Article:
skrillex-the-doorsOver the past month, two less typical collaborations surfaced on iTunes and Beatport: “Out of Sight,” between the Bloody Beetroots and Paul McCartney, and “Wake Me Up,” an effort with Avicii and singer Aloe Blacc. While the former has received generally positive reviews and saw its video come out this past week, “Wake Me Up” incited controversy as far back as March, when Avicii debuted it during his second set at Ultra 2013.

Of course, with the for-better-or-for-worse growing popularity of electronic music, similar collaborations have popped up over the past three years – some memorable efforts and others that best be forgotten.

Bloody Beetroots vs. Paul McCartney – “Out of Sight”

Announced in mid-June, the Bloody Beetroots’ collaboration with Paul McCartney turned out to be an excellent surprise. What would seem to be an awkward melding of two distinct genres turns into a seamless blend: stadium rock meets big-room electronic music, retaining classic elements of both without siding entirely with one genre or the other.

“Out of Sight” opens with guitar strains soon leading into a drop, with a handful of dubstep elements thrown in. Rather than go in and out, the guitar tones pervade, while the former Beatle’s voice, strained and harsh at times, veers close to unrecognizable.

McCartney long departed from his Fab Four heyday, with latest release Kisses on the Bottom an album of romantic ballads, but through McCartney II, his solo career briefly dabbled with some synths in the early ‘80s. That appreciation is felt on “Out of Sight” and is perhaps one of the reasons this seemingly-odd combination actually works.



Skrillex vs. The Doors – “Breakin’ a Sweat”

What works with “Out of Sight” fails miserably with Skrillex’s collaboration with The Doors. The entire track – from the Tangerine Dream-esque opening keyboards to Skrillex’s brand of brostep spaced throughout to an uncomfortable sample from the late Jim Morrison to rap-like chanting – feels disjointed from start to end. As much as producer Sonny Moore’s been heralded as a sort-of rock savior for his work with Korn, “Breakin’ a Sweat” barrels through the notion that all dubstep production blends well with guitars and drums.

What’s even more confusing about this pair is, the track was apparently based on Miles Davis’ “Milestones.” If there’s some semblance, it’s highly obscured.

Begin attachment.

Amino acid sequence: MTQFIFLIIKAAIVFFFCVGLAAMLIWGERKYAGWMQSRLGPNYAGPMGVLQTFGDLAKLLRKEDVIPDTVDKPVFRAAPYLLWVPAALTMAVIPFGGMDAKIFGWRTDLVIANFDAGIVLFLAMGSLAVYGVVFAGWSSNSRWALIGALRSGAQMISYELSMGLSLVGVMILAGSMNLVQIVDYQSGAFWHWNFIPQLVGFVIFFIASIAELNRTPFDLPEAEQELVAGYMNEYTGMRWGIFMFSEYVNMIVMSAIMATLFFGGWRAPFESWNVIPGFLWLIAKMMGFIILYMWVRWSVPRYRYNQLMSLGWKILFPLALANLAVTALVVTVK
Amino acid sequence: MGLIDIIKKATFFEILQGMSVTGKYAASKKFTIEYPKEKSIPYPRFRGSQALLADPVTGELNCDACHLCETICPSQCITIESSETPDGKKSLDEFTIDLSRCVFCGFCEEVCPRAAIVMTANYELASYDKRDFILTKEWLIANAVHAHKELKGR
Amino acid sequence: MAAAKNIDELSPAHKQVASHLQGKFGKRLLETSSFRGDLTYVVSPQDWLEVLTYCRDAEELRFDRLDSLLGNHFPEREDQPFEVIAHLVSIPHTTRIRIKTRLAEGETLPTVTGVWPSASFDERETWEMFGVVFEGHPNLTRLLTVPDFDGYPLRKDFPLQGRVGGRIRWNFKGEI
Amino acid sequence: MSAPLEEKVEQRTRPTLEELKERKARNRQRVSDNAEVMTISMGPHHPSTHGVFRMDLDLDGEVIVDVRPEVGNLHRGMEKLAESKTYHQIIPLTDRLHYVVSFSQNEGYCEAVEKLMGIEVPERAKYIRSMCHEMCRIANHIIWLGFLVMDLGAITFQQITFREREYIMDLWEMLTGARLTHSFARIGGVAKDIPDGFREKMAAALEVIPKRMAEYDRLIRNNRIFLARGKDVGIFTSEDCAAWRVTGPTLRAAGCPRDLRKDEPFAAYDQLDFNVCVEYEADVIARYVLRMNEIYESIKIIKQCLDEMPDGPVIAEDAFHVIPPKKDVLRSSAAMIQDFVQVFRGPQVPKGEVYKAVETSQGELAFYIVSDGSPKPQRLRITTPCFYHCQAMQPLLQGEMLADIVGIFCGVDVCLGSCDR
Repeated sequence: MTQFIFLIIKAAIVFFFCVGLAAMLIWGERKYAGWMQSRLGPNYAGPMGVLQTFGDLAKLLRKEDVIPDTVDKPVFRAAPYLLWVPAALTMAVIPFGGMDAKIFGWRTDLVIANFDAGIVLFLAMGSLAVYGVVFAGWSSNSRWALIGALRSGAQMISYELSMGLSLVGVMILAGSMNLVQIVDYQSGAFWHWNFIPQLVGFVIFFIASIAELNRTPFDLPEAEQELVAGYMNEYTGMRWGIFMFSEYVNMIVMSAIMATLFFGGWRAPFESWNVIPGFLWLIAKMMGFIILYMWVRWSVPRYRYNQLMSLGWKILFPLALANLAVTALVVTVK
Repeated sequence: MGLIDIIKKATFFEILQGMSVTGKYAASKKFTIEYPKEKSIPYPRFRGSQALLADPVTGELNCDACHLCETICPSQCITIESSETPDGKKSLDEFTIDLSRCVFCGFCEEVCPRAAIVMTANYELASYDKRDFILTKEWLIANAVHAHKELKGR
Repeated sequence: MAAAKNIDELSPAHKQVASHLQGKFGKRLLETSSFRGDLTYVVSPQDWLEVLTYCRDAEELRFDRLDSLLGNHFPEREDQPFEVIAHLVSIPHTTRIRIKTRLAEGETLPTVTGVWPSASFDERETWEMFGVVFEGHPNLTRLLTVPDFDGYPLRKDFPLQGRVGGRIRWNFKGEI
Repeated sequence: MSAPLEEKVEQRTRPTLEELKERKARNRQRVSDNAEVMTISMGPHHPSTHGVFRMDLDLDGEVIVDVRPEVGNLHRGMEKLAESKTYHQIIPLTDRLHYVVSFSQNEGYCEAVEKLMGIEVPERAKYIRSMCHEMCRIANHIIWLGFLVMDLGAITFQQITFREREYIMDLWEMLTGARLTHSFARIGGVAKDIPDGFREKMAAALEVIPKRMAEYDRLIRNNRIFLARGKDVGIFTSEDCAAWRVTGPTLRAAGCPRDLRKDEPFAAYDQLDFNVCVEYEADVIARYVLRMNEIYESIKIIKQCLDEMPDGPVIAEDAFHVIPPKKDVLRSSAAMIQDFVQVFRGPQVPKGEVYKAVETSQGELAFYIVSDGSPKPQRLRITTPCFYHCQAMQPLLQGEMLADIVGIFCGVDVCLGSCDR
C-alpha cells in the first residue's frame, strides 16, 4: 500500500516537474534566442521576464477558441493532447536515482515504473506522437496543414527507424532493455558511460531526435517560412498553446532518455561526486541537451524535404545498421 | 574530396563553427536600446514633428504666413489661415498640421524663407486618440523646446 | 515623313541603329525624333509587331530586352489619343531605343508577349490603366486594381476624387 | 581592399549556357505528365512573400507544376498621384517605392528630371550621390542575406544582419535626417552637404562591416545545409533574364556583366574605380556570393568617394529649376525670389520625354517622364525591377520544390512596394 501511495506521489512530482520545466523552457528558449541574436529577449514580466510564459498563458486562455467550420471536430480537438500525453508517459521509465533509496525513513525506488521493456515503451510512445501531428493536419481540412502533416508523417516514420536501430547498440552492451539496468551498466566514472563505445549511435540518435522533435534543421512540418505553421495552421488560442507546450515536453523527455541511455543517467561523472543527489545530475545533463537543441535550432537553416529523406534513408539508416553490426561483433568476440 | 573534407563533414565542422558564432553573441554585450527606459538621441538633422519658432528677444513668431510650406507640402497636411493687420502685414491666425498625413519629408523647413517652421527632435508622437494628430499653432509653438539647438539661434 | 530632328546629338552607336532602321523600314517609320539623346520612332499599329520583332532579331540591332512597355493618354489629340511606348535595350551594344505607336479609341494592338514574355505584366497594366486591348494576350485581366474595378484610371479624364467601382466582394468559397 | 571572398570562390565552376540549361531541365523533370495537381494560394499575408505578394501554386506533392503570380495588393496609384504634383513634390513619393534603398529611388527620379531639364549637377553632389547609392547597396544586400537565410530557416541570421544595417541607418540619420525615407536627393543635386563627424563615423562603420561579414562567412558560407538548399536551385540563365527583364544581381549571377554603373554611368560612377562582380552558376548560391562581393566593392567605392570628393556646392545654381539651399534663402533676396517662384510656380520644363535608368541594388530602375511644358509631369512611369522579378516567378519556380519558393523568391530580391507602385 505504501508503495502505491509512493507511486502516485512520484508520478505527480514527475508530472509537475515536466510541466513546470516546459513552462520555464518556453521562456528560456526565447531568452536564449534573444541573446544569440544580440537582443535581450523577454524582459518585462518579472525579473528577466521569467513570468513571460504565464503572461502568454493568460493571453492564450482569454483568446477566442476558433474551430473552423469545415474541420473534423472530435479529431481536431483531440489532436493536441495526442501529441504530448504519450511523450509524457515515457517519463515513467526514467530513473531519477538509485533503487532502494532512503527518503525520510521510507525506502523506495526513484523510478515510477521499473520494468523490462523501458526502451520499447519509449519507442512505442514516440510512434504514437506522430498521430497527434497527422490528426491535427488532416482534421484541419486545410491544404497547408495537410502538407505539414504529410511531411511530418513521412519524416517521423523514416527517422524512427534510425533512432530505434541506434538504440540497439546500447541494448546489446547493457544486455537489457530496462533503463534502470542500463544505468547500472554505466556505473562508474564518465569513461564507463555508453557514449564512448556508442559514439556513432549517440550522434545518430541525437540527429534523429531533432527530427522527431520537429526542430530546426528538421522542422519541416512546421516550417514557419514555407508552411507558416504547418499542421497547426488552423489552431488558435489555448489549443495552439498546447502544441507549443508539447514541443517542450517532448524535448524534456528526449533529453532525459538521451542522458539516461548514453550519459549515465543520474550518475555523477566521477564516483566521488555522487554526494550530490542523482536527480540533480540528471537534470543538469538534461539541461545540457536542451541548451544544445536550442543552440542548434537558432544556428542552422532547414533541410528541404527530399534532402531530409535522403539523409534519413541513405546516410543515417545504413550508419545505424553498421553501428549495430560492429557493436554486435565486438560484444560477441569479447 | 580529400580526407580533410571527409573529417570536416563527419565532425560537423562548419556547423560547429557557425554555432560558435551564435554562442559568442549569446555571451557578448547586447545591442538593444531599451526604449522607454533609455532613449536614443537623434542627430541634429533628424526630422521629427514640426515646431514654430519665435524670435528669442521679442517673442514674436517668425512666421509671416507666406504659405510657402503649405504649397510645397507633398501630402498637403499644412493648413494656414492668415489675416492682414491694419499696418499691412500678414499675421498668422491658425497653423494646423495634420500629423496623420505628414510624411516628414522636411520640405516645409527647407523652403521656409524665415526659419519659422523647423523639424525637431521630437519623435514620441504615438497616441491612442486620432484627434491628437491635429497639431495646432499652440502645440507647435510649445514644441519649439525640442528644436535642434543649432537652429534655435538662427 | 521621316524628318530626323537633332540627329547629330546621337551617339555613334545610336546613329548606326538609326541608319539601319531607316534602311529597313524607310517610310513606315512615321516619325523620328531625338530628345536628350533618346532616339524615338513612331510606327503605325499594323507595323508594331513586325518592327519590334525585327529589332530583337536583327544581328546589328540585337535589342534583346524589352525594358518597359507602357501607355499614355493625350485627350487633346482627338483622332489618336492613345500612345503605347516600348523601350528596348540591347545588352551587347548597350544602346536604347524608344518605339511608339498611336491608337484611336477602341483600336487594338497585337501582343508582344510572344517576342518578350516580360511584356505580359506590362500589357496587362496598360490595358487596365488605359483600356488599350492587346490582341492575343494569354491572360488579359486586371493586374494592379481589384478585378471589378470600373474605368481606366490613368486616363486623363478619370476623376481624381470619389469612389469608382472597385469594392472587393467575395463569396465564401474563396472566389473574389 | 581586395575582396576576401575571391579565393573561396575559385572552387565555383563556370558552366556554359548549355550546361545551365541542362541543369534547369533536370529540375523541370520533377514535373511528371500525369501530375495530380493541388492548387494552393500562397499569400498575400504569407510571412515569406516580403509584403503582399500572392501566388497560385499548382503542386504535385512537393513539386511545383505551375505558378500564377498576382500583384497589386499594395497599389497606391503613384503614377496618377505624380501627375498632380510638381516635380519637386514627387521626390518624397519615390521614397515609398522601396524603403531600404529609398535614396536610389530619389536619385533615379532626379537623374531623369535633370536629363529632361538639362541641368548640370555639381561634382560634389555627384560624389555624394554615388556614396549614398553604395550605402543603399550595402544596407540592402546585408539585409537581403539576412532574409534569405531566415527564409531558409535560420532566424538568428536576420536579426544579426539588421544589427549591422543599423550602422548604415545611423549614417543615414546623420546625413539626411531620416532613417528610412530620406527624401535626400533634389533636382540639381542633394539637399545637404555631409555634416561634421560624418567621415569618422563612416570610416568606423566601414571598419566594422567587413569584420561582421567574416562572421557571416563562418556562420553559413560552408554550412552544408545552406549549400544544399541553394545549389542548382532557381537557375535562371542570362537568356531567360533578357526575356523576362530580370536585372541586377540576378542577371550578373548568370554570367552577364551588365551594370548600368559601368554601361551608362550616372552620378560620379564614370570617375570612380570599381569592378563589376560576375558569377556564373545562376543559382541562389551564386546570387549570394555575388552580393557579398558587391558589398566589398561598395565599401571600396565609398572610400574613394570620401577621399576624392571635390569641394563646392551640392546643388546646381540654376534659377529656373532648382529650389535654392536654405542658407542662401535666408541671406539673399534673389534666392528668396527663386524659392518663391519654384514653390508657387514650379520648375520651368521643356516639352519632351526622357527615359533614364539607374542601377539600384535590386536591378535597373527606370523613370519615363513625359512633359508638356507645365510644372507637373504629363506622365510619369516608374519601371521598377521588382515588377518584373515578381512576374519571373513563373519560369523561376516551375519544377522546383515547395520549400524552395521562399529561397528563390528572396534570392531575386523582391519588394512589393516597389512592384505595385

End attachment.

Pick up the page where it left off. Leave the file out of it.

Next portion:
Borgore vs. Miley Cyrus – “Decisions”

When Miley Cyrus is helping your career, you know you don’t have much going for you. Yet, in spite of producing Skrillex-like dubstep (dubbed Gorestep) since 2009, Borgore really didn’t experience a breakthrough until this clunker surfaced last year.

Thankfully, Cyrus herself is reduced to nothing more than wispy backing vocals and a music video spot. Beyond the amateurish production that’s just a couple of steps above Al Walser-level badness, the recurring metaphor of cake – as in, having your cake and eating it, too, but said more crudely – has to be the worst EDM lyric in recent memory.



Avicii vs. Aloe Blacc – “Wake Me Up”

Released at the same time as “Out of Sight,” “Wake Me Up” is far more divisive – and perhaps one of the more confusing electronic tracks short of New Order attempting rap in the early 1990s. Debuting at Ultra 2013 to nearly negative reviews and reactions, “Wake Me Up” starts off as a run-of-the-mill folk-country track – albeit with a bit more soul and less cheese than what passes as country music these days.

But even if Blacc’s warm vocals make you keep the radio on a few seconds more than Taylor Swift’s “I Knew You Were Trouble” (a sort-of dubstep-meets-country hybrid itself), “Wake Me Up” never gels fully. Avicii’s melodic instinct takes hold at the 1:13 mark, sounding like a synthesized Irish fiddle. It’s as if two tracks are going on – a jangly ballad and a knee-slapping synthesizer hoedown – and never entirely mesh together.

Fortunately, in spite of derisive comparisons, “Wake Me Up” is far more palatable than Rednex’s “Cotton Eye Joe,” even if its Billboard chart performance isn’t as strong, and hasn’t yet appeared to destroy Avicii’s career.



Major Lazer vs. La Roux – Lazerproof

Rather than a single song, an entire collaborative mixtape created while Diplo and Switch recorded in Jamaica in 2010 patches together elements of synthpop, dancehall, reggae, and hip-hop. On paper, the blend has too many elements to work coherently, but with sounds transitioning from one to another, all of it surprisingly does. If you think Major Lazer’s own releases or La Roux’s one album are one-note efforts, Lazerproof possesses more depth, cohesion, and variety while simultaneously being all over the place.



Major Lazer vs. Ezra Koenig – “Jessica”

If there’s a such thing as a soporific dancehall song, “Jessica” manages to be this and a testament to Diplo’s habit of Jamaican cultural appropriation. Not only is the production, which includes distorted vocals from Vampire Weekend’s Koenig, dull, this Free the Universe filler track meanders on far too long, not fast enough for the EDM crowd and too mainstream for Koenig’s subservient hipster following.



Avicii vs. ABBA – “We Write the Story”

A track submitted for the Eurovision Song Contest this year, “We Write This Story” had potential to be great: Avicii’s present-day popularity and ability to craft a memorable melody coupled with ABBA’s string of 1970s disco hits could’ve been the new-disco track to rival Daft Punk’s “Get Lucky.”

Instead, listeners were treated (or, more like forced to sit through) something more appropriate for an ‘80s Christmas music special or a Polyphonic Spree album. From the cornball synths to the children’s choir, it’s all very cringe worthy.